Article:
This morning my friend Jonathan Steele and I were studying John 3 again. He commented on the verse where Jesus says, "God did not send his Son into the world to condemn the world, but to save the world through him."
We talked about how quick we are to judge others and to condemn others, thinking of ourselves as better than others.
We even noted how Jesus told a story about this in which he compared the attitude of a Pharisee with that of a tax collector. In the story, Jesus points out how the Pharisee thanks God that he (the Pharisee) is not like other "sinners." Then, Jesus tells about the tax collector and points out how the tax collector simply keeps his eyes on God and, in that context, realizes what a miserable wretch he is. Throwing himself upon God wholeheartedly, he proclaims: "Have mercy on me Lord, a sinner."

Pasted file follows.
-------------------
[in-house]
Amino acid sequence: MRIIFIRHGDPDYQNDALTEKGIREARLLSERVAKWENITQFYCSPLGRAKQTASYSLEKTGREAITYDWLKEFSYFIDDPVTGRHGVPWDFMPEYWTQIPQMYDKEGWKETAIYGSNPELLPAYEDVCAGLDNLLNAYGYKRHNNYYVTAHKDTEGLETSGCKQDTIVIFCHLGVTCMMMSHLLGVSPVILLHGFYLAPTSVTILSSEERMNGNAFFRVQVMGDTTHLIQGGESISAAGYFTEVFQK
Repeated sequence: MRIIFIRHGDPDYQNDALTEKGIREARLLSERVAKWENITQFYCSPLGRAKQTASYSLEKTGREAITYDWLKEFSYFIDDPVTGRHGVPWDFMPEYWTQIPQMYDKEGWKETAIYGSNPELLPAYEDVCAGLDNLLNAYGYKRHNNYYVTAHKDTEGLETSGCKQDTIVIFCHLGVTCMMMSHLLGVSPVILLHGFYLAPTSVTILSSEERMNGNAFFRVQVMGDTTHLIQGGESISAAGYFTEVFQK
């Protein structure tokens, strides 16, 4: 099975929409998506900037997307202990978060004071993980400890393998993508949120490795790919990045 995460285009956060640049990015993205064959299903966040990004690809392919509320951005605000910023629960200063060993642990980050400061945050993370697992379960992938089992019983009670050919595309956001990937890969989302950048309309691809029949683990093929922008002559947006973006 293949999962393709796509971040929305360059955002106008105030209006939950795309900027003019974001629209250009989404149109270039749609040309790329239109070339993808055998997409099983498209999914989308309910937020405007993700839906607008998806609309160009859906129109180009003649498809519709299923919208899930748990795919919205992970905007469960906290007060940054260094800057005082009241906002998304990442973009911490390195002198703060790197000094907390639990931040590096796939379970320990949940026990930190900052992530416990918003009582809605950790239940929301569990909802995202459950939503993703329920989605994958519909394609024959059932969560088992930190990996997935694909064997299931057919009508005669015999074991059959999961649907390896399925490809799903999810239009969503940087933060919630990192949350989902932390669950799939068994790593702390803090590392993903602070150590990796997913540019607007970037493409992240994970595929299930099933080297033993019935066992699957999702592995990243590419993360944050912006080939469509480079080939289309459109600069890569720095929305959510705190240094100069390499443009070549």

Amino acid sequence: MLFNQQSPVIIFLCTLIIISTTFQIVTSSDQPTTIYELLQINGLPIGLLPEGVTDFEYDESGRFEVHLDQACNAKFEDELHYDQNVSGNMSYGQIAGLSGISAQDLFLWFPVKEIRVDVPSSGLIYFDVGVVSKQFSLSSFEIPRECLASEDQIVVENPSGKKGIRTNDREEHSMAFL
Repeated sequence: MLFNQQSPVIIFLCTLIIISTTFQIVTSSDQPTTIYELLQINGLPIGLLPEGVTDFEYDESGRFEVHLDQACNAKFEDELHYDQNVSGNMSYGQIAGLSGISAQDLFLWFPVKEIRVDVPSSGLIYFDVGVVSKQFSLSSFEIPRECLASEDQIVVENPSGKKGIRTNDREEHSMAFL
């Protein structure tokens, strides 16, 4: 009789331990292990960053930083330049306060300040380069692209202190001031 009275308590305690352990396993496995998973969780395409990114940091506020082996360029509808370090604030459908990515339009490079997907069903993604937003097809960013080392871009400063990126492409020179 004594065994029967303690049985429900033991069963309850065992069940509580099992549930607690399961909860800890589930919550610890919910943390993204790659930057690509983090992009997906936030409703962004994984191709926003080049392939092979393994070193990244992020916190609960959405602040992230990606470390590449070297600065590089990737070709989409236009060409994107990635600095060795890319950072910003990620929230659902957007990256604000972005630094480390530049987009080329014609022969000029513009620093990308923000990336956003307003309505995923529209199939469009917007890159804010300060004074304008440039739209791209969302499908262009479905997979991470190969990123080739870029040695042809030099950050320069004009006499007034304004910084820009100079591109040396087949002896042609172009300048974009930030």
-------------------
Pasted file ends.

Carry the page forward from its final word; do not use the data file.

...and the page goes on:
We noted the dose of self-mindfulness that took control of the Pharisee's heart, while the tax collector keeps his eyes focused on God. And then we noted the automatic connection between self-mindfulness and pride, while self-forgetfulness gives way to natural humility.
In that context, we realized just how integral worship is in our Christian formation.
Worship causes one to focus on God and not on self. And this results in humility because then one is not comparing oneself to anyone else (like the Pharisee did). Rather, one compares oneself to God; and this, needless to say, results in humility.
And then, we talked some more about how stupid it is that we condemn and compare ourselves to others. And, as we did so, it struck me:
Jesus is the one person who had the right to condemn. I mean, after all, he was (and is) perfect. But, notice: he is the only one who DOESN'T do it!
On the other hand, we have no right, whatsoever, to condemn. But notice: we almost always do it!
Is this stupid, or what?!